During this health emergency, material engineers have been actively discussing materials that may help to prevent the ability of bacteria and germs to cling to surfaces.
Some interesting studies have come to light – which we think may be useful to those planning projects and investigating what type of material to use for surfaces.
One of the most interesting references appeared in the Cornell Chronical in 2015. The article discusses a new tech application that keeps bacteria from sticking to surfaces; a technology that uses anodization which can help minimize biofilm formation. The technology was developed by researchers from Cornell University and Rensselaer Polytechnic Institute. The article detailing the groundbreaking research originally appeared in the journal Biofouling, The Journal of Bio adhesion and Biofilm Research, Volume 30, 2014, Issue 10.
While the work is still preliminary, engineers and application experts at Lorin believe that anodized aluminum might well be a preferred surface when it comes to finding opportunities to minimize bacterial collection. Lorin worked with an independent lab to test the antimicrobial properties of Anodized Aluminum. Samples of three of Lorin products were tested using JIS Z 2801:2010 Antimicrobial Products – Test for Activity and Efficacy. A solution with bacteria was put on the surface of the anodized aluminum and incubated for 24 hours at 35 °C. The concentration of the bacteria was measured at the start and end of the incubation period. Testing with Escherichia coli showed a reduction in concentration of the bacteria 74% to 99.7%. Testing with Staphylococcus aureus showed a reduction in concentration of the bacteria from 74% to 87%.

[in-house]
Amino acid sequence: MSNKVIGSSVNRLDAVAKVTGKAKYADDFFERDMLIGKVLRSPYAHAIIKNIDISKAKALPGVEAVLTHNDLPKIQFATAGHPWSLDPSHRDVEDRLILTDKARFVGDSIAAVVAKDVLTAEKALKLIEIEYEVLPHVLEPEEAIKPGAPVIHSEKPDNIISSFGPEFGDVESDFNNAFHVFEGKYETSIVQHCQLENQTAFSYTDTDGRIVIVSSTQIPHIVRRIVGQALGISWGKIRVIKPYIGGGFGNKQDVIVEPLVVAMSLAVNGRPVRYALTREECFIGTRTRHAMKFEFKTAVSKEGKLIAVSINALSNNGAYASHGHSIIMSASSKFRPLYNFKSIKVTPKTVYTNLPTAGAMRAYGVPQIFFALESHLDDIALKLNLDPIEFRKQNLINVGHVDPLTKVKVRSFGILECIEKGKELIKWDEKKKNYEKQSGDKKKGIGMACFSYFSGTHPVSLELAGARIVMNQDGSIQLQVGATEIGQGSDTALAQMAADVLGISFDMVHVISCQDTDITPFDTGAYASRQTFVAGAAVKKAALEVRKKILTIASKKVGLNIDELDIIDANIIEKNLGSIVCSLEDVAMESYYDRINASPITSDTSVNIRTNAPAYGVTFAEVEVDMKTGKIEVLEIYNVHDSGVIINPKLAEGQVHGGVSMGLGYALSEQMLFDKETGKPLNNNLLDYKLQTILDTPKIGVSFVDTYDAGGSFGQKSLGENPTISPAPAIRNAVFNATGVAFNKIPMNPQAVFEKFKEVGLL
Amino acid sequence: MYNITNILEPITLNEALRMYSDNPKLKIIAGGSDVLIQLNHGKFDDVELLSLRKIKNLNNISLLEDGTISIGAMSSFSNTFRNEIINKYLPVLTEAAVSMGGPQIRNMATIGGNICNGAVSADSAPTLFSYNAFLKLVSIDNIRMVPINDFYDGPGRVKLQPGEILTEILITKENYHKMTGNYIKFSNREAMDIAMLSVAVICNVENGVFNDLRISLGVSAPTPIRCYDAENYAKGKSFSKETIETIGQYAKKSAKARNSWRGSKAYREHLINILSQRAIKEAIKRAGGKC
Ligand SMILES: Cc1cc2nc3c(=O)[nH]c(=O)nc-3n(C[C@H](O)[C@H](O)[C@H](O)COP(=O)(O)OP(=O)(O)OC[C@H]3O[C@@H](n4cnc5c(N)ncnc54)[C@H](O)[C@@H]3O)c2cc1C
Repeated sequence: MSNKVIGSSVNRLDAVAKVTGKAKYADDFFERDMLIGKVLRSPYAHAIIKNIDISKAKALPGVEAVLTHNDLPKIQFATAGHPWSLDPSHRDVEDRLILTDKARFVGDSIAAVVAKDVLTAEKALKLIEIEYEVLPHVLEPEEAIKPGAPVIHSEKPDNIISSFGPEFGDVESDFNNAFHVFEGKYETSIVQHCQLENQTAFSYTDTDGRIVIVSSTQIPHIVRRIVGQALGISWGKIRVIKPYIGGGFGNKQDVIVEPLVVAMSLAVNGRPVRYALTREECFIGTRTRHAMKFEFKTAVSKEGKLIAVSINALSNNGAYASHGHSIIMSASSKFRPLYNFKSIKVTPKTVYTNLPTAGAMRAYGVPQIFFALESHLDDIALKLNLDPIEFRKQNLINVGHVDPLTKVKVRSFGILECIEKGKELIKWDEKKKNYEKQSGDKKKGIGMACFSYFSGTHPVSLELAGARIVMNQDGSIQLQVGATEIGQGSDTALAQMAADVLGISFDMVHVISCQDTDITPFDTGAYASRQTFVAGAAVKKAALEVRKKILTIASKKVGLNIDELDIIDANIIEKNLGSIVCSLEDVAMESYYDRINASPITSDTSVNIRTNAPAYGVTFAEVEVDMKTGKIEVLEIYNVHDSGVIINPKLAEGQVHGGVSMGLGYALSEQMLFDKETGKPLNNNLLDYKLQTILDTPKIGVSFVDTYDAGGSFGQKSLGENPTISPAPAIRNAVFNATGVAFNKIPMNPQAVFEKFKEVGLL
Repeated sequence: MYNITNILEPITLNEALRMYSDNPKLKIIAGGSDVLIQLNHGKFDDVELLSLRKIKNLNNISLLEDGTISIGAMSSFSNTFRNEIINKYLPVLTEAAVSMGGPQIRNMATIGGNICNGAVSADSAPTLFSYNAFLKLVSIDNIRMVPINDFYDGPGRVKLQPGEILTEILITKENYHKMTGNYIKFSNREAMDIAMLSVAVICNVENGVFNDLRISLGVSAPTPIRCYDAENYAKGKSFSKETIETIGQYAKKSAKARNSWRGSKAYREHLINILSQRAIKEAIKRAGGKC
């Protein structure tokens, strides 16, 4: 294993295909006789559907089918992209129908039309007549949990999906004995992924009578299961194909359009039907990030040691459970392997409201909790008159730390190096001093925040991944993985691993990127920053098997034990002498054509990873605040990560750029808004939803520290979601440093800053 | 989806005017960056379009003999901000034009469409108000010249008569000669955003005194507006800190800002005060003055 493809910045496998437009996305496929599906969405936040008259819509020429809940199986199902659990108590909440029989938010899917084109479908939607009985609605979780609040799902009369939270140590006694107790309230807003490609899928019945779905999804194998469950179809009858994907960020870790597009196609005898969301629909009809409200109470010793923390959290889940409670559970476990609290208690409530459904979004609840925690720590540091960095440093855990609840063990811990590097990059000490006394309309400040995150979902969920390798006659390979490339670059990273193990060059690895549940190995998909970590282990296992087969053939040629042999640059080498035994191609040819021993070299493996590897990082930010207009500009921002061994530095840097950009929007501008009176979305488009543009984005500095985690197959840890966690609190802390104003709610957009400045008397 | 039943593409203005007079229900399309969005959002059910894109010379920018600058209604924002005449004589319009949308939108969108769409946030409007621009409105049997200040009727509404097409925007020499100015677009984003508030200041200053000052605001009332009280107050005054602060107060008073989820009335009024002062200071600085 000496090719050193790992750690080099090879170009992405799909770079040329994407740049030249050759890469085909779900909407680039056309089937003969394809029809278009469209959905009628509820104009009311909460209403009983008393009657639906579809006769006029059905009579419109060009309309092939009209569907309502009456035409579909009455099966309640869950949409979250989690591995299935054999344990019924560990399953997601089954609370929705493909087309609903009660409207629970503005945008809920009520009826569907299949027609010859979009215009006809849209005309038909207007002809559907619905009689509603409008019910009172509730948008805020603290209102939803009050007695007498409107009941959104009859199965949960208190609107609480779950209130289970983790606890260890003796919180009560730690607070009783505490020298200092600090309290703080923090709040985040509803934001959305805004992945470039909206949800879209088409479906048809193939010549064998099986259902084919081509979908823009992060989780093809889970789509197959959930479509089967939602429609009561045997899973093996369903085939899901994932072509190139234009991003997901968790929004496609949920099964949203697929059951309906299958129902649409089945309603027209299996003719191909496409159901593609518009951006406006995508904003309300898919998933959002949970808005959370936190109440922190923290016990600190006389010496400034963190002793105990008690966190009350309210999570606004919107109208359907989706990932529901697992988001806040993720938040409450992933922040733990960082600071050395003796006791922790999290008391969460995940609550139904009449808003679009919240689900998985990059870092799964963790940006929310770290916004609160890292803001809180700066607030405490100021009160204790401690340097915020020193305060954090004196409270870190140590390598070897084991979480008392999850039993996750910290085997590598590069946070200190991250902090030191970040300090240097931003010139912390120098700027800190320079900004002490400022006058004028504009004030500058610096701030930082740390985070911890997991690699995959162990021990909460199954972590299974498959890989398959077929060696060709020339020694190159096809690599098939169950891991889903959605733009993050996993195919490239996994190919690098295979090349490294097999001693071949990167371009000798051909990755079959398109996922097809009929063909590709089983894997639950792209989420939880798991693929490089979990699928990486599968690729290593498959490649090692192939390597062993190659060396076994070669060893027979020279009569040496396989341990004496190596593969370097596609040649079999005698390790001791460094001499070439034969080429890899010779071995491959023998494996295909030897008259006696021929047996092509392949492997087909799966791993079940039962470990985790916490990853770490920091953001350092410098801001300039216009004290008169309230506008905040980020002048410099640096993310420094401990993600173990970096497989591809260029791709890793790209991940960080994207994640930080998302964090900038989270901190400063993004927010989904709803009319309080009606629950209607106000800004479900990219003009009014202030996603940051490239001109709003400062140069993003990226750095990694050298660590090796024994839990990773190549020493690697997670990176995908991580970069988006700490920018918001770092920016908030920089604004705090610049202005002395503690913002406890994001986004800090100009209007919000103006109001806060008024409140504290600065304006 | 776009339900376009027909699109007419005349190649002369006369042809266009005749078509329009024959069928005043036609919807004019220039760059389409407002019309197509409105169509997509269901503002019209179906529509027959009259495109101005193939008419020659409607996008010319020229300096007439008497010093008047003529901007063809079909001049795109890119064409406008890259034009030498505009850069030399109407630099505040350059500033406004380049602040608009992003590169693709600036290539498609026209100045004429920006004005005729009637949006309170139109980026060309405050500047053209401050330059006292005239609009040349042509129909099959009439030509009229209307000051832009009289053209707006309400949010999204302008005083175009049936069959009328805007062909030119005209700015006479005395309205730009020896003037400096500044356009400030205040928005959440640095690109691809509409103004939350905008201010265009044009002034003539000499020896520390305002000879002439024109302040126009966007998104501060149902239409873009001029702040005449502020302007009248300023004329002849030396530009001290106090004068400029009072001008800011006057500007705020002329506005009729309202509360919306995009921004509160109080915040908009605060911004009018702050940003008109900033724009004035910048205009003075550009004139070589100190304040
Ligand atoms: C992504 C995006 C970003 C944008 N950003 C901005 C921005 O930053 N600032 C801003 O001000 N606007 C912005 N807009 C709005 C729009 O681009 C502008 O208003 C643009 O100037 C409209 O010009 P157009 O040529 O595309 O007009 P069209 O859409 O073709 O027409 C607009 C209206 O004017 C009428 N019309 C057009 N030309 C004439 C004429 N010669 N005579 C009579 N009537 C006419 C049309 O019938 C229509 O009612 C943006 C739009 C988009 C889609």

In addition, the Journal of Hospital Infection conducted testing on a variety of surfaces to see how long bacteria and viruses can survive and aluminum showed to only provide 2-8 hours of life on its surface.